7 May 2020

By now, we’re all familiar with the rationale that we’re undergoing these Covid-19 limits to our personal freedoms and employment in order to ‘flatten the curve’, thereby saving lives and avoiding overwhelming our health system. Present indications suggest that we have succeeded in avoiding the worst outcomes, and talk is now turning to when and how restrictions should be lifted to allow a return to ‘normality’.

While we all seem to share the desire for a measured removal of limitations, different views are emerging about what the world should look like. Can we go back to ‘normal’, or has the world radically changed?

My father lived through the first half of the twentieth century, experiencing two world wars and the Great Depression. Towards the end of his life, he concluded that he would prefer to have lived in the preceding century, when (at least as he imagined it) life was lived at a slower pace with fewer complications than in our present time. Some of us might echo something of that backwards-looking approach, hoping that when this crisis is over we can go back to how things were before, albeit with such minor adjustments as are inevitably required.

Others are adamant that the Covid-19 shock highlights that the world has fundamentally altered, and that we need to pay great attention to the priorities we set as individuals and as a society.

Our contributors in this edition of the newsletter do not share the view of a return to a world similar to our pre-Covid-19 experience. Rather, they are convinced there is a great need and opportunity to rethink the focus of policies relating to the people, the economy, and the world’s ecosystems.

Joseph Camilleri, in Covid-19: Lessons Not Yet Learned, sees the pandemic as a symptom of broad malaise, and points to lessons we should extract. For him, this is the time to reinvigorate the national conversation, and breathe new life into our institutions.

Paul Gilding, in Covid-19 and the death of market fundamentalism, defines the malaise we are facing: ‘the virus is just the first black elephant in a stampeding herd racing towards us: climate change, ecosystem breakdown, deforestation, water shortages, food crises triggering geo-political conflict, ocean acidification, inequality, and many more’. He cites Nobel Prize-winning economist Joseph Stiglitz as noting that we will need increased State involvement in the marketplace in order to address what have become unmanageable economic risks. Drawing on the title of his recent book, he tells us The Great Disruption is underway.

Michael Keating, in his two part piece Economic policy post Covid-1 Part 1 and Part 2, addresses policy settings which will be required. He concludes that a significant and lasting increase in the rate of wage increase and equitable distribution of earnings will be necessary to sustain improvements in aggregate demand. This will be best achieved by significant investment in human capital, a strategy requiring increased government intervention and revenue. His perspective is clear: ‘The Prime Minister is right, the restoration of the Australian economy will require changes to economic policy settings. But that should not result in a business-oriented policy agenda’.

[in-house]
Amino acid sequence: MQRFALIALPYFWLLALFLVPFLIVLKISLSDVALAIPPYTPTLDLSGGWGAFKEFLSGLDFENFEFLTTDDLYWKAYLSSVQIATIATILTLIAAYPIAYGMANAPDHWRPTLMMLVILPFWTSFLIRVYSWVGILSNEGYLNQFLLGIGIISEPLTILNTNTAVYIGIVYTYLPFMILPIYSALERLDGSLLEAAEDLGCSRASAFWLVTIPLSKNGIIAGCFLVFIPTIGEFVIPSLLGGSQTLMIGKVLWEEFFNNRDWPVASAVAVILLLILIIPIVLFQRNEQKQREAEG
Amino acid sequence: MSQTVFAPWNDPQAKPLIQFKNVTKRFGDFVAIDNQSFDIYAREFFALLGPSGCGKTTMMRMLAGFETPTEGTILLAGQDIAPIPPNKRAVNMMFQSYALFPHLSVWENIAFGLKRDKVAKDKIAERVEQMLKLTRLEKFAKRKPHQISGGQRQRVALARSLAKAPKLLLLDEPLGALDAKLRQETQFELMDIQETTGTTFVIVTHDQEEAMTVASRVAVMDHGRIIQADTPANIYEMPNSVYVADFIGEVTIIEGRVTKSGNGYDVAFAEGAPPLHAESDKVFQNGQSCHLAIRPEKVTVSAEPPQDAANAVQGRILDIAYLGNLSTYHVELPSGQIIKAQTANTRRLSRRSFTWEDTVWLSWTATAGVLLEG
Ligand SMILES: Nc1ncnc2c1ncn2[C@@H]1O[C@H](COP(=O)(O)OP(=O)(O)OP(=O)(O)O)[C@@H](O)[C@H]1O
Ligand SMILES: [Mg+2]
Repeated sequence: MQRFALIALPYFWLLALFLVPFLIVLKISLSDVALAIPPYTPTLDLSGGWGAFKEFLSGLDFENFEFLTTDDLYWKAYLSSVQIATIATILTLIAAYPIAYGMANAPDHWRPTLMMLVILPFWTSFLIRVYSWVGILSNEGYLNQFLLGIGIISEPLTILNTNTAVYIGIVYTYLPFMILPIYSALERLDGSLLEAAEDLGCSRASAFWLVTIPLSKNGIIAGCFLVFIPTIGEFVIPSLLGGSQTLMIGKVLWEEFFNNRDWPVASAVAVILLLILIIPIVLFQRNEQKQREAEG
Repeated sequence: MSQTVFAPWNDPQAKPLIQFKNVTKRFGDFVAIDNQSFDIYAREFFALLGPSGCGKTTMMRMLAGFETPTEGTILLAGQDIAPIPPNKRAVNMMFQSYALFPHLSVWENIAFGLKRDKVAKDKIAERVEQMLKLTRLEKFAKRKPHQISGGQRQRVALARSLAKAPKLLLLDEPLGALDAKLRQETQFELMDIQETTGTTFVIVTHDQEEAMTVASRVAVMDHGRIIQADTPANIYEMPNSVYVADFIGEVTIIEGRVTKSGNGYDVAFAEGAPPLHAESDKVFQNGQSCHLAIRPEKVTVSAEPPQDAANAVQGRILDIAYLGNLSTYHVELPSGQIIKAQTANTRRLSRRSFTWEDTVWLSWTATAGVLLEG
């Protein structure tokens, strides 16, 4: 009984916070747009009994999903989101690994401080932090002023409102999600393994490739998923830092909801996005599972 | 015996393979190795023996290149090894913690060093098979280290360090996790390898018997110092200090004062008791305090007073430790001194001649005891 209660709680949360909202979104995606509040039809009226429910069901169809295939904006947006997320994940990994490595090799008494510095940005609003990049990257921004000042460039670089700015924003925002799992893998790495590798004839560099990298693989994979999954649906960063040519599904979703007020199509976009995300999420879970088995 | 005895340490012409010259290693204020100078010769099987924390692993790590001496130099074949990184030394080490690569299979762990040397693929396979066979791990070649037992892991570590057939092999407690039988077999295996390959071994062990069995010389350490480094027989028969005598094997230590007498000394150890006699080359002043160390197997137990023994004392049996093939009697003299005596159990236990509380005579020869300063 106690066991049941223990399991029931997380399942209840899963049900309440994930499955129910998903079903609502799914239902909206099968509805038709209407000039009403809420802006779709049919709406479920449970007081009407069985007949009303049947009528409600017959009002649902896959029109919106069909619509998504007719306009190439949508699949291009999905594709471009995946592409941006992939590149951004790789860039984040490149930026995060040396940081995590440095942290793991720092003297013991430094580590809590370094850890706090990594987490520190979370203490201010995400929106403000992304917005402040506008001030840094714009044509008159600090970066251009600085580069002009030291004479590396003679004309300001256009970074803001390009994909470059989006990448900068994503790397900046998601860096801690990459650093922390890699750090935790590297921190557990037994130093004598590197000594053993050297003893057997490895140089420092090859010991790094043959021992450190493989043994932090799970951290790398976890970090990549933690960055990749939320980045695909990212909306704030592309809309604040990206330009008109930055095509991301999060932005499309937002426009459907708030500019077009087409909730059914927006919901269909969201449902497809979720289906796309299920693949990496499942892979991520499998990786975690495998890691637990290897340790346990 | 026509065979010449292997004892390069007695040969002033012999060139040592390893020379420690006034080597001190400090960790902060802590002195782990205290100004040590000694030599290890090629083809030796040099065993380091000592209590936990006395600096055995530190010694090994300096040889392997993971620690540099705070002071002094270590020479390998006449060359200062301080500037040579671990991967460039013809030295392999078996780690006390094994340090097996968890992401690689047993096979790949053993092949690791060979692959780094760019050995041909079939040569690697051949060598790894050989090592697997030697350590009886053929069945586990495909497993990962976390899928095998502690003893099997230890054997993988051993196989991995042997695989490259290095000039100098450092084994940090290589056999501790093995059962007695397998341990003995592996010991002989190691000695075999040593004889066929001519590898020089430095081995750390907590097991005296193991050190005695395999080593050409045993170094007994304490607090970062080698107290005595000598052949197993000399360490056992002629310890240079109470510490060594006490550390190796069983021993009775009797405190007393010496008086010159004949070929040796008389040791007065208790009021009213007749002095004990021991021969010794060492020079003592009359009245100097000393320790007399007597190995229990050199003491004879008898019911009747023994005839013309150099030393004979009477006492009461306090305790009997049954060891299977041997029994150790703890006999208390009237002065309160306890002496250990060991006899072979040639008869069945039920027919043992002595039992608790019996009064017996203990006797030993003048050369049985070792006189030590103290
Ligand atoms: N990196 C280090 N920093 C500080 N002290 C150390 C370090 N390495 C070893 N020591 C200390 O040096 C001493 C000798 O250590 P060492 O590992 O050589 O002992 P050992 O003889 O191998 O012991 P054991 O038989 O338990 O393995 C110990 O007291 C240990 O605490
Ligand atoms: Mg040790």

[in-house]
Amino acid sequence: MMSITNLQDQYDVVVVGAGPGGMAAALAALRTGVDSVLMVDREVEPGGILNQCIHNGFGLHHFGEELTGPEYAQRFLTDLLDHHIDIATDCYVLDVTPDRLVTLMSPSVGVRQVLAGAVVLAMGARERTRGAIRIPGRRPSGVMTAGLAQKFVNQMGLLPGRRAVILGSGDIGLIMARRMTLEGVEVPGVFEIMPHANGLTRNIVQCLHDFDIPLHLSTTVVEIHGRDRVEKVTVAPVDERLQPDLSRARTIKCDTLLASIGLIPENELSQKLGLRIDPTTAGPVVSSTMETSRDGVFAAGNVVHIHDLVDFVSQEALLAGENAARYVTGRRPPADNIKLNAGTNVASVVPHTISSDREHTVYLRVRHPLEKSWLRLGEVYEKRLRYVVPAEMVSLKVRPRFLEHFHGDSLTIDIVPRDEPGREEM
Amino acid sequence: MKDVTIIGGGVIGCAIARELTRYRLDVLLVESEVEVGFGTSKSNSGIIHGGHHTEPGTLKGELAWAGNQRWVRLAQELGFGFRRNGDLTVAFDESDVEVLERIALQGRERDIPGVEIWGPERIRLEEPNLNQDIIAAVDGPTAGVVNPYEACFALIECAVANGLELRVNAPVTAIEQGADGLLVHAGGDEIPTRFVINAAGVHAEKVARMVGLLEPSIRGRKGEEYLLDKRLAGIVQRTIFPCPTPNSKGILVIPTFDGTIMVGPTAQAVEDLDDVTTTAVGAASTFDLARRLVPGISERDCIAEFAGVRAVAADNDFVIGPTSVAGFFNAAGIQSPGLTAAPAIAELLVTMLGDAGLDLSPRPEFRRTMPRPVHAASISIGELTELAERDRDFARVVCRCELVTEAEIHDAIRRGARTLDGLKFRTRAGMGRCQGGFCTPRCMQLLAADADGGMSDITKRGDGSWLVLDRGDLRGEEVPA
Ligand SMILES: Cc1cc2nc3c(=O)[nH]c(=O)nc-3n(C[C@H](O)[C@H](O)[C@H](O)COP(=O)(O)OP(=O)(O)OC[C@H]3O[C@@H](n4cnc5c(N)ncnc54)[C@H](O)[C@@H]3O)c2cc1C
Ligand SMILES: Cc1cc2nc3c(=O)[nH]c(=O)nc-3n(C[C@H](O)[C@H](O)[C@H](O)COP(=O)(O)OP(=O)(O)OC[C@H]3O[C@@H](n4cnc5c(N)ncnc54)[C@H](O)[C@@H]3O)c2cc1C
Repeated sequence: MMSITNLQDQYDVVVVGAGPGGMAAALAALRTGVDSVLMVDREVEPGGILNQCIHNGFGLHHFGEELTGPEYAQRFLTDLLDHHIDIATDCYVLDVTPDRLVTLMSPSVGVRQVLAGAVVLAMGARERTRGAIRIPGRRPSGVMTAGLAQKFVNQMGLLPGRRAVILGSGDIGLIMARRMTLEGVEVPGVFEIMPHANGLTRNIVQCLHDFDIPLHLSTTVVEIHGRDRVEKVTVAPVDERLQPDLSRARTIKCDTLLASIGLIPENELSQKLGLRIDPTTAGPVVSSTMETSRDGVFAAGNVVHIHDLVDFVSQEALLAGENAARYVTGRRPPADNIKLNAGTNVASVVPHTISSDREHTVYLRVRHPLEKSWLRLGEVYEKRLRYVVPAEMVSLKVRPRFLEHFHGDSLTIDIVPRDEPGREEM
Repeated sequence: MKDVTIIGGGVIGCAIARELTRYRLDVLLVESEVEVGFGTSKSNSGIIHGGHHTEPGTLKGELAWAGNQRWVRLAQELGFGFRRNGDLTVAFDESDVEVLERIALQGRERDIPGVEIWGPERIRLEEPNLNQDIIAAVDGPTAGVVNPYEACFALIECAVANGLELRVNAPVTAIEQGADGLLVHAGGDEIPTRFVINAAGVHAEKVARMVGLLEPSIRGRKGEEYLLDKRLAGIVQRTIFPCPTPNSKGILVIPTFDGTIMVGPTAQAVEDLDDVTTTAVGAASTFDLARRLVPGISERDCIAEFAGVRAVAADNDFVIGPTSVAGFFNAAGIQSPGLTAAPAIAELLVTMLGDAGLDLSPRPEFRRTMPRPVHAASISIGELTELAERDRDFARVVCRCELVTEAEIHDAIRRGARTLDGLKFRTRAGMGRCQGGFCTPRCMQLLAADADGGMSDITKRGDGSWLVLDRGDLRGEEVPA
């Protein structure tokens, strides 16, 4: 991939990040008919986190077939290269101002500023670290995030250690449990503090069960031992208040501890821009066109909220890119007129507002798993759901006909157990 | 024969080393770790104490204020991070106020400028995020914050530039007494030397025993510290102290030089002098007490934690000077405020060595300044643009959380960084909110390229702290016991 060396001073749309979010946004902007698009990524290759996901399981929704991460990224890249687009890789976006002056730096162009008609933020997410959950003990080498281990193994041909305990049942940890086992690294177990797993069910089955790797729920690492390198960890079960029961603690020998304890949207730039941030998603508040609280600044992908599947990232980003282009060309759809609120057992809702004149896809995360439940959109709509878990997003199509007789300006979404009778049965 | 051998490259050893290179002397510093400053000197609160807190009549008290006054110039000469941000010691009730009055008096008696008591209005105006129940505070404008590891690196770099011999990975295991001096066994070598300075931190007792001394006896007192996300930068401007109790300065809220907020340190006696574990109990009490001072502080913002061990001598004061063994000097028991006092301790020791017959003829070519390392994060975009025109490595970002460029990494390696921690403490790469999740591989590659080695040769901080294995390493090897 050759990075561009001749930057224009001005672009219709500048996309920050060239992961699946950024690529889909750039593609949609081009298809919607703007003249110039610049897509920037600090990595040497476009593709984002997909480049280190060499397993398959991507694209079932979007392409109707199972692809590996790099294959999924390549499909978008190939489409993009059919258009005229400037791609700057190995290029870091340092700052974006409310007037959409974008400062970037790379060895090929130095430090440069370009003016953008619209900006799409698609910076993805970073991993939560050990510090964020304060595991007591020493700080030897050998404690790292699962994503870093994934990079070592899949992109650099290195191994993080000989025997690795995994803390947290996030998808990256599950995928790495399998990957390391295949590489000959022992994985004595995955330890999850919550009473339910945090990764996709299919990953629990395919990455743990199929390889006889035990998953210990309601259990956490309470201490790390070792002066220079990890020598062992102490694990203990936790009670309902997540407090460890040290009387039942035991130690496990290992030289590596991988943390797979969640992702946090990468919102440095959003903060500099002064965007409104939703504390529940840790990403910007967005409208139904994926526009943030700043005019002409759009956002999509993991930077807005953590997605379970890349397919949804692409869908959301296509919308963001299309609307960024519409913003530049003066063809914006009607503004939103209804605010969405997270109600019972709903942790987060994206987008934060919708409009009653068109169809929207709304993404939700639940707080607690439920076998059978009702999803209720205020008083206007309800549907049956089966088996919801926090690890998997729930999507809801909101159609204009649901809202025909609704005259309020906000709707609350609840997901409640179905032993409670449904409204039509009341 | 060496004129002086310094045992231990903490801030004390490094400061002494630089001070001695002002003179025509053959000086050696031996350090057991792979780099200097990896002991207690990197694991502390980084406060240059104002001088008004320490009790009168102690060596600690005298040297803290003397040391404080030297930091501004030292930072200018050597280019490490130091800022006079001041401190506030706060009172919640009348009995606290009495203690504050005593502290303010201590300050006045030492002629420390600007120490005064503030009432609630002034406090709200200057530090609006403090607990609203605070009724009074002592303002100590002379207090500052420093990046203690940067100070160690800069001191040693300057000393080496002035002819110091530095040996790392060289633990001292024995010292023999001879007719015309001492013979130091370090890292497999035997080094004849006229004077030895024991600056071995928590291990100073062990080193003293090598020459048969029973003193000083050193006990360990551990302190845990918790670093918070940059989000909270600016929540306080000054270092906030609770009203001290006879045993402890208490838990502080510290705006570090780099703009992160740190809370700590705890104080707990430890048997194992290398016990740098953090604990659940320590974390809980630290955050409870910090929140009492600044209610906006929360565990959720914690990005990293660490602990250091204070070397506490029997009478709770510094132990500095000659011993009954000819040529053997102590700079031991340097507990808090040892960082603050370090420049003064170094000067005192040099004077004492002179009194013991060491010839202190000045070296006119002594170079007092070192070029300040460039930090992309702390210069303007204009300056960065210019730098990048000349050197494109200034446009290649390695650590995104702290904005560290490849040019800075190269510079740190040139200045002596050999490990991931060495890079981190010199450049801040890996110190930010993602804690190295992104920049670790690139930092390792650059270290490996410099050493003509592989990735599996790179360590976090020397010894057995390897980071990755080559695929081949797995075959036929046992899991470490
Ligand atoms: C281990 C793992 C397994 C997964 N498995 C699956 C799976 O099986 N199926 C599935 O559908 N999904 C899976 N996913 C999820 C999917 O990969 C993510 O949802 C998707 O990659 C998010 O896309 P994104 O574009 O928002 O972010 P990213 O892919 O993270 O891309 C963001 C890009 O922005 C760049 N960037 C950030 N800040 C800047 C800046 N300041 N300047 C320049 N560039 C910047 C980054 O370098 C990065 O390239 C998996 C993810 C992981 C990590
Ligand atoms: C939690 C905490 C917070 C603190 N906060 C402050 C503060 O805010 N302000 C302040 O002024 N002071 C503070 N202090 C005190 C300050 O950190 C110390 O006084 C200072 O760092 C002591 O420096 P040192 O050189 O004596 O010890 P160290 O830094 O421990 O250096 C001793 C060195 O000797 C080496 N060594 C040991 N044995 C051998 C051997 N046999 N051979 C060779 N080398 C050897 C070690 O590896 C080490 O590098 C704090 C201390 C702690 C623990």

Geoff Hanmer, in his article Why the focus of stimulus plans has to be construction that puts social housing first, argues that the labour intensity and predominantly Australian supply sourcing of social housing construction provide the economic incentive to address what is a social imperative.

It is as well that, in all this talk of policy response, we do not lose sight of the reason for a response at all, namely to care for individuals, societies, and creation. Two contributions from Social Policy Connections members address this theme.

Danusia Kaska, in How can you self-isolate if you don’t have a home?, writes of her experience of the impact of Covid-19 on the lives of homeless people. Her appeal is for the government to act to alleviate the burdens on those who are homeless.

Bruce Duncan, in Pope Francis, the Amazon Synod, & Australia, explores the implications for Australia and our interaction with our indigenous people arising from Pope Francis’s response to the Amazon Synod. Progress in reconciliation has been made, but there continues to be much to do.

The reminder is very timely that it is all about the people and the world in which we live. At Social Policy Connections, we have been a consistent voice among those convinced that the neoliberal policy approach has deepened inequality of income and wealth in our society, and that its focus on the individual has greatly disadvantaged the poor and marginalised. None of us wanted Covid-19. But now that we have been forced to address the precarious nature of such an interconnected world, let’s hope we seize this opportunity to ensure recovery policies redress the worst of the inequities and neglect we have allowed to occur over these last decades.

You may like to see the Australia Institute webinar with Nobel Laureate Professor Joseph Stiglitz, former Australian Deputy Prime Minister Wayne Swan, and Richard Denniss Chief Economist and former Executive Director of the Australia Institute, discussing Inequality in a Pandemic: Progressive Solutions to the Economic Crisis, 30 April 2020.

Photo COVID-19. UNICEF Ethiopia. flickr cc.
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